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Caleen Kennedy poses with her class in Nepal.

Send a note to Caleen Kennedy
at the Chicago Jesuit Academy


I felt challenged to be open to where God was and is calling me ... Having followed a path from Marquette to JVI in Nepal to JVC Magis at Loyola to CJA, I know this is where I’m supposed to be.
Chicago Jesuit Academy - Living the Jesuit Mission

In 2005, the year Chicago Jesuit Academy was enrolling its first class, Caleen Kennedy was studying advertising and studio art at Marquette University. Little did she know that she would one day take part in the meaningful work of this ministry, and it would, in turn, make a significant impact on her life.

Chicago Jesuit Academy (CJA), a middle school on the city’s West Side, provides young men who have limited educational and economic resources with access to a Catholic, college preparatory education – as well as advocacy and long-term support for success. It does so in a rigorous academic environment, during an 11-month school year, which incorporates a 9.5-hour school day that includes three meals, a mandatory evening study hall, and required co-curricular activities. Class sizes are small, to address the learning needs of each student.

Caleen’s path to CJA – where she is engaged in her first year as a full-time professional social worker – began at home. “My parents were active in our parish, and they raised my sisters (both of whom also attended Marquette) and me to be women for others, even though they didn’t use that Jesuit-associated phrase,” she recalls. “In fact, I didn’t know much about the Jesuits until I got to college.”

Nonetheless, the values-centered Jesuit education Caleen encountered at Marquette continued to shape her outlook. “I felt challenged to be open to where God was and is calling me,” she explains. “As a result, I was involved in several service organizations, and participated in a service trip to Kenya the summer before my senior year. That experience helped move me to seek a place with Jesuit Volunteers International (JVI) following graduation.”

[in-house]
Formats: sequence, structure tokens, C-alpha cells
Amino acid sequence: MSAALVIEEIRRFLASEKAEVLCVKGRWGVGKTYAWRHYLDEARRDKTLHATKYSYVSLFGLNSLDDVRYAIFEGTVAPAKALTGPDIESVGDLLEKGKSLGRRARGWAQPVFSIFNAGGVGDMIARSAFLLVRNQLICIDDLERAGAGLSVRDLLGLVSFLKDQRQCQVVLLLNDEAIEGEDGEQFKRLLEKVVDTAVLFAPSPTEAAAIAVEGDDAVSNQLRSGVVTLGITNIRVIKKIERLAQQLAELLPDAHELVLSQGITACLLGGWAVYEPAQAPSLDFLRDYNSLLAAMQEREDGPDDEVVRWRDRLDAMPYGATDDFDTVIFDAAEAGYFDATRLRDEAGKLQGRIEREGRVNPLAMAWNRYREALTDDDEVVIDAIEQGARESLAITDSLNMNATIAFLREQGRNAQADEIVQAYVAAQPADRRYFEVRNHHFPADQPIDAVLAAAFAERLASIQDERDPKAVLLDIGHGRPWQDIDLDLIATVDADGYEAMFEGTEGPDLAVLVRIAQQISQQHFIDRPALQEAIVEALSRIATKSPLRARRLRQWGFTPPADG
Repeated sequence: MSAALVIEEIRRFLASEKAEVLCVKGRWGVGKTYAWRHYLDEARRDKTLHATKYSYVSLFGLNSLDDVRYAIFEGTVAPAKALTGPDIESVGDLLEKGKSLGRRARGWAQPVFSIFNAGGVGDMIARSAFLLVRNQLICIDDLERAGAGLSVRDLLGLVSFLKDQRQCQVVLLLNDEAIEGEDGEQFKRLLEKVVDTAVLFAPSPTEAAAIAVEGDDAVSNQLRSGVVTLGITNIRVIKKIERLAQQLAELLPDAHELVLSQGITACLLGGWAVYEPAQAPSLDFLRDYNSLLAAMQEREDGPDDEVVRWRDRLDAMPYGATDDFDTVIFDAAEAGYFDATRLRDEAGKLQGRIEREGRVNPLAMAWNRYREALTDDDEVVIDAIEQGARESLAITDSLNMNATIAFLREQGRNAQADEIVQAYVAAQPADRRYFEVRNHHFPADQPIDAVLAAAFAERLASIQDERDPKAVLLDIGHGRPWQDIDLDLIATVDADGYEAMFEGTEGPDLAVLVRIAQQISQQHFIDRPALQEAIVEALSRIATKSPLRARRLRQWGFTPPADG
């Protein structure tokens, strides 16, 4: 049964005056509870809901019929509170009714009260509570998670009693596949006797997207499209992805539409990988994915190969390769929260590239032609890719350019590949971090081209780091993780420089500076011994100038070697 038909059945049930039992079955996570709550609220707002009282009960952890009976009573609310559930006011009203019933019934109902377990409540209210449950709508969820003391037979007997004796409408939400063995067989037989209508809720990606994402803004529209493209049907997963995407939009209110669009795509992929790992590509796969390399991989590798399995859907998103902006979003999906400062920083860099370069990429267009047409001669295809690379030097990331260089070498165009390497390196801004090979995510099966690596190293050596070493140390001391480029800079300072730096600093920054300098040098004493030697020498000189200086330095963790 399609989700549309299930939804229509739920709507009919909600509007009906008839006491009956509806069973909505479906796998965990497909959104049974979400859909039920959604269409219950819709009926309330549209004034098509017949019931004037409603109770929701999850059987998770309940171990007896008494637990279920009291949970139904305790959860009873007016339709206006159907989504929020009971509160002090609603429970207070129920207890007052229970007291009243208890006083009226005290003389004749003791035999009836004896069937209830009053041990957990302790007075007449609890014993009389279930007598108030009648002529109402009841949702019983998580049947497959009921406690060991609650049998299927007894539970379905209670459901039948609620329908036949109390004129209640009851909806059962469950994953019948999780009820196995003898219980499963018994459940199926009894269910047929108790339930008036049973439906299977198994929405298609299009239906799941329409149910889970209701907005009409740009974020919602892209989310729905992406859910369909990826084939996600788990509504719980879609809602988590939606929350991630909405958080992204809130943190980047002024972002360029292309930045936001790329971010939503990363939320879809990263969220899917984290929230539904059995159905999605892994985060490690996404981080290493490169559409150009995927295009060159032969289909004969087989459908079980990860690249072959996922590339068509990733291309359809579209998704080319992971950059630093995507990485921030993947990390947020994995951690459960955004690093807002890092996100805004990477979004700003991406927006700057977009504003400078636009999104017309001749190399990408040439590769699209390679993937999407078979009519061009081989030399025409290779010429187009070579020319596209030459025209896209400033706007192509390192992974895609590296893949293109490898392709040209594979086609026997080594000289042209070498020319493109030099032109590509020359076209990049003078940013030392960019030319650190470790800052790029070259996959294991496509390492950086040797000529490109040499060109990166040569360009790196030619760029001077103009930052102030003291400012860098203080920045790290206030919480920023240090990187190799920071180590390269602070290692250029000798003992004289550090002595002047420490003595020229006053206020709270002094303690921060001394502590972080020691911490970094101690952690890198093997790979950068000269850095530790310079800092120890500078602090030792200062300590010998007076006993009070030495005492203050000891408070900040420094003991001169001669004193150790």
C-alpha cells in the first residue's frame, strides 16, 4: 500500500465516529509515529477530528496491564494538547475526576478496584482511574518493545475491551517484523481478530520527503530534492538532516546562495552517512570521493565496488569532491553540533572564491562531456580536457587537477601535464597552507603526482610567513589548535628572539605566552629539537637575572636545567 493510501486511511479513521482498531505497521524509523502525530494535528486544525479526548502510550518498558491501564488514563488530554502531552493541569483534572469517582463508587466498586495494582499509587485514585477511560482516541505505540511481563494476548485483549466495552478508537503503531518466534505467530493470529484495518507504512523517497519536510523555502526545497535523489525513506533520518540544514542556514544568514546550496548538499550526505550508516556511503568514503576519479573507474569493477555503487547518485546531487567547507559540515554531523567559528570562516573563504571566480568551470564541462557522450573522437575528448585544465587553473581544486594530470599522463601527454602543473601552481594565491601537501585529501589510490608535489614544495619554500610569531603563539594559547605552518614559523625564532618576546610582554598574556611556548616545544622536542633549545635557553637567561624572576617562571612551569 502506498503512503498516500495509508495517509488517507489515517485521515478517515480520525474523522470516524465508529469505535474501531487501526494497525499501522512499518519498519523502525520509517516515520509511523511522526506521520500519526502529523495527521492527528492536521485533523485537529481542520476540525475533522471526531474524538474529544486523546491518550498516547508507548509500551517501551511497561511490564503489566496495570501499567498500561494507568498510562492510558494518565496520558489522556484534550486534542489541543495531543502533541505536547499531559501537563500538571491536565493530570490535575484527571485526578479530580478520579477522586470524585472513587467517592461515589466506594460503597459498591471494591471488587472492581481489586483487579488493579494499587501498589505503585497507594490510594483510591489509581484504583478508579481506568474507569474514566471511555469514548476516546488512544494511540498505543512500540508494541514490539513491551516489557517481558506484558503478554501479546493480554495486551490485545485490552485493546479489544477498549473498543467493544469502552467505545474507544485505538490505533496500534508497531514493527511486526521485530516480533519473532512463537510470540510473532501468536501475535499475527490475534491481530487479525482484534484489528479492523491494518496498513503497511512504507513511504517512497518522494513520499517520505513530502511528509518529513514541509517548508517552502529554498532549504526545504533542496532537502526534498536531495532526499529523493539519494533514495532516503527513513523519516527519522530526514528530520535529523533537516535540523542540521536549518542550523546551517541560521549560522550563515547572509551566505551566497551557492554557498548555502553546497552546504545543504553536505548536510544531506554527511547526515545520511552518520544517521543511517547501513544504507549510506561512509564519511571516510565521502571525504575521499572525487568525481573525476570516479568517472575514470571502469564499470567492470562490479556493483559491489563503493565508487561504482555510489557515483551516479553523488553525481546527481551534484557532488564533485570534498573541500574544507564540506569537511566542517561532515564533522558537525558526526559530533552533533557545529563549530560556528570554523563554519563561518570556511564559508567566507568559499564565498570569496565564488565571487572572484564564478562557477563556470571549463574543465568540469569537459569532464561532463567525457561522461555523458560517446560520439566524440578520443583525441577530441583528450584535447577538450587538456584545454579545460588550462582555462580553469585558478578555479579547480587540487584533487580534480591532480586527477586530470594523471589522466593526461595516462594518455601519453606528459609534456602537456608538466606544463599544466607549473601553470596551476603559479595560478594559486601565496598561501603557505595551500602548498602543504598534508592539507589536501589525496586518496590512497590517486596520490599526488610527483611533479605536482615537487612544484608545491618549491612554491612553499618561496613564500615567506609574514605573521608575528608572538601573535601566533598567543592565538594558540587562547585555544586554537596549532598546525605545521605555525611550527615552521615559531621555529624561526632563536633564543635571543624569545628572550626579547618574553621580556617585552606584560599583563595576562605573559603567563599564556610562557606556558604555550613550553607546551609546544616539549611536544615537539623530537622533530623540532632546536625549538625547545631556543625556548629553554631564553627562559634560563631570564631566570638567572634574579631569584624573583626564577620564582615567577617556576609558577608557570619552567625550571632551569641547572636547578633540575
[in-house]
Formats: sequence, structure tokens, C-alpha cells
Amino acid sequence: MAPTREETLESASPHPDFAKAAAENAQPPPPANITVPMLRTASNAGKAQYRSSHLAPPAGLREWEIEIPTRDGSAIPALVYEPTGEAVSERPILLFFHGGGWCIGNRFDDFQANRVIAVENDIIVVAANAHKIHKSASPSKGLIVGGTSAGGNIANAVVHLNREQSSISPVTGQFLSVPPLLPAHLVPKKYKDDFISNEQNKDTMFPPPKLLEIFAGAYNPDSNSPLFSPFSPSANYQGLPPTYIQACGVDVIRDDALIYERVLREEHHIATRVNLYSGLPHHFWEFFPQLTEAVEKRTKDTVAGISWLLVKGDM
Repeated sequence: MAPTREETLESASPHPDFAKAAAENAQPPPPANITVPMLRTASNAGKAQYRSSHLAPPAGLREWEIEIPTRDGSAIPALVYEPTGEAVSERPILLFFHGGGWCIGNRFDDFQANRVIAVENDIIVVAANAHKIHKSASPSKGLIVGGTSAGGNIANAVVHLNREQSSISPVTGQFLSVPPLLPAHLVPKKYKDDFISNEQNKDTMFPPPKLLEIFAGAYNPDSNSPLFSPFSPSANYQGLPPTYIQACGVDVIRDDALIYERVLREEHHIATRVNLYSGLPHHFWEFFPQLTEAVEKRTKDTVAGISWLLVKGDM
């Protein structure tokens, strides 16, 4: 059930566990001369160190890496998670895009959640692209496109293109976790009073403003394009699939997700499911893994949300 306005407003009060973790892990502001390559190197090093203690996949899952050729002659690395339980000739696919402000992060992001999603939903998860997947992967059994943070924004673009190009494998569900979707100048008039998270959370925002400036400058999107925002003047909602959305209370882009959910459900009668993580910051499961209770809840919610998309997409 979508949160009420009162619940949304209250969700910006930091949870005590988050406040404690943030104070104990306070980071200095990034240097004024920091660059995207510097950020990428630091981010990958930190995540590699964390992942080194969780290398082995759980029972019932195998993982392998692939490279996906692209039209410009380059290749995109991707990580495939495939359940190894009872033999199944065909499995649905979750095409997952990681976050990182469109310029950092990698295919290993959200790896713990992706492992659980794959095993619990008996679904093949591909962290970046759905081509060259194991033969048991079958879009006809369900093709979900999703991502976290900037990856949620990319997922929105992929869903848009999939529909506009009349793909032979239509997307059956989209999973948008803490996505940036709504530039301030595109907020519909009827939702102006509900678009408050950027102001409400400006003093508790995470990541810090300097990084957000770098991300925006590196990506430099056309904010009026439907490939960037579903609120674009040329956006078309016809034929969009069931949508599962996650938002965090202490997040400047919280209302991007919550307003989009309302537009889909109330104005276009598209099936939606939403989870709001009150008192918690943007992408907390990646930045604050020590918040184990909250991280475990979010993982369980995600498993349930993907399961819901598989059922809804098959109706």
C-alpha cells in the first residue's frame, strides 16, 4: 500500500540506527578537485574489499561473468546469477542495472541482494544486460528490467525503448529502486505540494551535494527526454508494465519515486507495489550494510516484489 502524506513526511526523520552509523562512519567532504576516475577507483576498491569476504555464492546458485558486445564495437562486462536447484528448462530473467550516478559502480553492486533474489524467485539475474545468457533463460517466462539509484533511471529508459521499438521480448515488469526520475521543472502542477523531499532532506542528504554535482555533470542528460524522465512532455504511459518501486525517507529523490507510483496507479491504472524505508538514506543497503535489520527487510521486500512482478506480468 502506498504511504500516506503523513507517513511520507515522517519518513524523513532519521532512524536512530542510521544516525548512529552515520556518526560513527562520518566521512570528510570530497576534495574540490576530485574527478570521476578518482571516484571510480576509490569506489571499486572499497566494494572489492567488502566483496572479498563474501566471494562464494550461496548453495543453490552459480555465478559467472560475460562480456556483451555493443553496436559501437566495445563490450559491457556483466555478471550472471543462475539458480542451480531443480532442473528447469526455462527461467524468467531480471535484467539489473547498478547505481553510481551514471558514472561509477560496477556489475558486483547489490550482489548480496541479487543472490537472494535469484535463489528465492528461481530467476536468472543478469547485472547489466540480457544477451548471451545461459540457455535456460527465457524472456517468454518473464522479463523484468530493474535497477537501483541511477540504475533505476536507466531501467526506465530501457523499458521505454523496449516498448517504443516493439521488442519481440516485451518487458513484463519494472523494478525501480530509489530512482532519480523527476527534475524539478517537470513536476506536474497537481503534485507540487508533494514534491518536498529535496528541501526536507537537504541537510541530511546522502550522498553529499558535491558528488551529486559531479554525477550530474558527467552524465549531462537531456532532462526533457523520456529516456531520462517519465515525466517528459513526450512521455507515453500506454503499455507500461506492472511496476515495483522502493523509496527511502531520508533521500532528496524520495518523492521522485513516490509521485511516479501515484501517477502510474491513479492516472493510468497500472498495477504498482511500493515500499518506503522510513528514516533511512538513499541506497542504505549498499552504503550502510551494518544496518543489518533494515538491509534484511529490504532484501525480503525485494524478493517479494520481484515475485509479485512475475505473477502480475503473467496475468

The challenge to remain open to unexpected possibilities continued to characterize Caleen’s life when she received news of her JVI placement. Although she thought she would return to Africa and work in a health ministry, she was assigned to teach first- and third-graders in Nepal. 

“When I got the call, I didn’t even know where Nepal was,” she says with a laugh. “And I hadn’t considered working in education. But the assignment ended up changing the course of my life.”

After two years with JVI, Caleen returned to the United States and worked first as a pastoral assistant, then as a legal assistant. Drawn to family law and its counseling and child advocacy aspects, she came to the realization that social work was her calling. Caleen decided Loyola University Chicago's JVC Magis program would be the perfect match to continue her education.

JVC Magis is a two- to three-year scholarship program for non-married, former Jesuit volunteers. Its mission is to prepare leaders to advance the work of the Jesuits and the Catholic Church while serving apostolates in the Chicago area. Participants live simply in faith-centered communities; serve 30 hours a week as employees in ministries; and earn a master’s degree in social work, pastoral studies, divinity, social justice, or spirituality.

While she feels grateful for many aspects of her JVC Magis experience, one experience stands out. 

“I was truly blessed to have been placed at CJA,” she says. “As an intern, I was fortunate to train here. And now, being able to continue to be part of this unique place  and to work every day with these wonderful kids and their families, and the faculty and staff who take joy in this work – is a gift.” 

For CJA students, the resources provided through social workers like Caleen are crucial to success. According to research by the University of Chicago, more than half the children in CJA’s neighborhood will not complete high school. To ensure individualized attention to students’ needs, respect for unique circumstances and concerns, and an appreciation for their gifts, CJA provides a suite of services that are unavailable in traditional middle schools. With a median annual family contribution of $180, scholarships fund the balance of the roughly $20,000 it costs CJA to educate a student each year.

Support, however, does not end there. CJA students benefit from a special relationship with Loyola Academy and Saint Ignatius College Prep – which host CJA student visits to their campuses and include CJA students in their camps and summer programs. Loyola and Saint Ignatius have also made commitments to meet the financial needs of CJA graduates who earn admission. In order to best serve their alumni, the CJA College-Persistence Team has also built relationships with a number of boarding, selective-enrollment, and private high schools, in addition to an ongoing partnership with the Noble Network of Charter Schools.

“It is extremely satisfying to be part of an institution that takes so seriously the concept of cura personalis (“care of the whole person”),” says Caleen. “Having followed a path from Marquette, to JVI in Nepal, to JVC Magis at Loyola, to CJA, I know this is where I’m supposed to be.”


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